The authority of the IPCC First Assessment Report and the manufacture of consensus
It is widely perceived that "manufactured controversy" has become a serious problem for contemporary civic deliberations. Advocates for special interests have been able to delay, or even derail, much-needed policies by creating an appearance of scientific doubts where there are in fact none. "Denialists" in controversies over policies towards AIDS or towards teaching biology tread a path first laid down by advocates for Big Tobacco, who famously proclaimed "doubt is our product" (Ceccarelli; Michaels; Weinel; Paroske).
In this environment, the work of the Intergovernmental Panel on Climate Change (IPCC) seems a remarkable achievement. Through a series of (up to now) four reports starting in 1990, the IPCC has managed to establish as a political "given" that the earth is warming, and that human activity is a significant cause. The fourth report was the occasion for the Bush II administration's shift from statements like this: We do not know how much effect natural fluctuations in climate may have had on warming.
We do not know how much our climate could, or will change in the future. We do not know how fast change will occur, or even how some of our actions could impact it.
in 2001, with it's typical assertions of "uncertainty" as a reason for inaction, to statements like this:
[The IPCC report] reflects the sizeable and robust body of knowledge regarding the physical science of climate change, including the finding that the Earth is warming and that human activities have very likely caused most of the warming of the last 50 years.in 2007. How did the IPCC manage this feat? In opposition to those who would create an appearance of doubt, the IPCC has made evident a broad and deep agreement among scientists— they have "manufactured consensus."
My first goal for this paper is to give an account of the long-term work of rhetorical strategy or design which resulted in the "manufacture of consensus."
My second goal is to critique it. Now, it may seem unwise to cast doubt on a strategy that managed against all odds to achieve a result that many of us agree with. Further, it has been proposed that it is just such a scientific consensus—and not unobtainable "proof"—that can provide the basis for sound public policy (Oreskes "Science and Public Policy: What's Proof Got to Do with It?").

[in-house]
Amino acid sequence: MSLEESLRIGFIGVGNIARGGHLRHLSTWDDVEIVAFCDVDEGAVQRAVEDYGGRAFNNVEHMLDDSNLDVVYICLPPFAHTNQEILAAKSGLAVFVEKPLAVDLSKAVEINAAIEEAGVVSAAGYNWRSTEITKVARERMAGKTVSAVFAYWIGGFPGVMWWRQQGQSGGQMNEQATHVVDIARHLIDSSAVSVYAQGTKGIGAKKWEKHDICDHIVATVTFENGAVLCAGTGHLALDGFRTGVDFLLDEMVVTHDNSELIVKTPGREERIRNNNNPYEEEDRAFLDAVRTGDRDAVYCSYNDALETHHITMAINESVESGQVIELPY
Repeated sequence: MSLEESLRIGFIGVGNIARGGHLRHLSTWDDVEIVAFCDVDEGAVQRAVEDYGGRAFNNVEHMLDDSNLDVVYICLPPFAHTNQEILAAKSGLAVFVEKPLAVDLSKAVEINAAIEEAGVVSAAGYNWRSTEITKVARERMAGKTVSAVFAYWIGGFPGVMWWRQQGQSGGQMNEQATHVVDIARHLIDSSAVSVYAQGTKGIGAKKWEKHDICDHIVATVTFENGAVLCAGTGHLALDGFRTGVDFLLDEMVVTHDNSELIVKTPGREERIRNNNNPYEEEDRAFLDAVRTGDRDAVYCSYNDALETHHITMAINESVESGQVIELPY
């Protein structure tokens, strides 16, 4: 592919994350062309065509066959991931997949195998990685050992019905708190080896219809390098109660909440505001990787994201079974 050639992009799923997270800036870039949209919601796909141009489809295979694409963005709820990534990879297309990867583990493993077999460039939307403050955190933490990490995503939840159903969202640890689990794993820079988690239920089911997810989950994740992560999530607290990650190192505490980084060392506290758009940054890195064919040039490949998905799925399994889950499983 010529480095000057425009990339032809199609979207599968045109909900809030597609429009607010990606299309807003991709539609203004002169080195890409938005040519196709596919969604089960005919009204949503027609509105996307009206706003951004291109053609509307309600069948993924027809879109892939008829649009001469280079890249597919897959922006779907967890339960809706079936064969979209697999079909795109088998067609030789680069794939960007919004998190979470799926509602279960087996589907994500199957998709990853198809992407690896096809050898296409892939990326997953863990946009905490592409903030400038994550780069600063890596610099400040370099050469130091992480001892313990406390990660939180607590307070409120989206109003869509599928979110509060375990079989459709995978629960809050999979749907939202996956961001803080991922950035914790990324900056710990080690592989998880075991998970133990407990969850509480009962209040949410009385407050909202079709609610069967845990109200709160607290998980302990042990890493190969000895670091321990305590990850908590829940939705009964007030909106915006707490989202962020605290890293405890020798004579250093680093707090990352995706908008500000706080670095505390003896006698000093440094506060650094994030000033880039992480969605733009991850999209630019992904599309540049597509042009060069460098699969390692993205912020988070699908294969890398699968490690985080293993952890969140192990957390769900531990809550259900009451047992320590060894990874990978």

Nevertheless, I hope to sketch an account of the IPCC's rhetorical design which suggests that its success came at a price—a price which included contributing to the decades of political controversy over anthropogenic warming which it finally (at least for now) put to rest.
Much more HERE
John Cook : “observed sea level rise is already above IPCC projections and strongly hints at acceleration”
Actually, recent sea level rise is below IPCC projections and is clearly decelerating. Why does someone who calls himself an “evangelical Christian” intentionally mislead his readers? How much does Cook get paid to promote this BS?
Deadly New York heat wave kills 50 people a day
July 15th, '11: The New World has been hit by a modern counterpart of the plague of Egypt in the form of a deadly heat wave. This phenomenon ultimately poured over to Europe as well and it began to plunder the Czech lands, too.
In the wake of the tropical weather, the New York City has been completely crippled.
The New World was struck by a new-age plague of Egypt. "The commercial activities have largely come to a halt. The thermometer is climbing to breathtaking heights. Some people are grovelling on the shadowy side of the sidewalks and one can't find any humans on the squares. Who doesn't have to, doesn't leave his house and is looking for the coldest places of the buildings and their basements"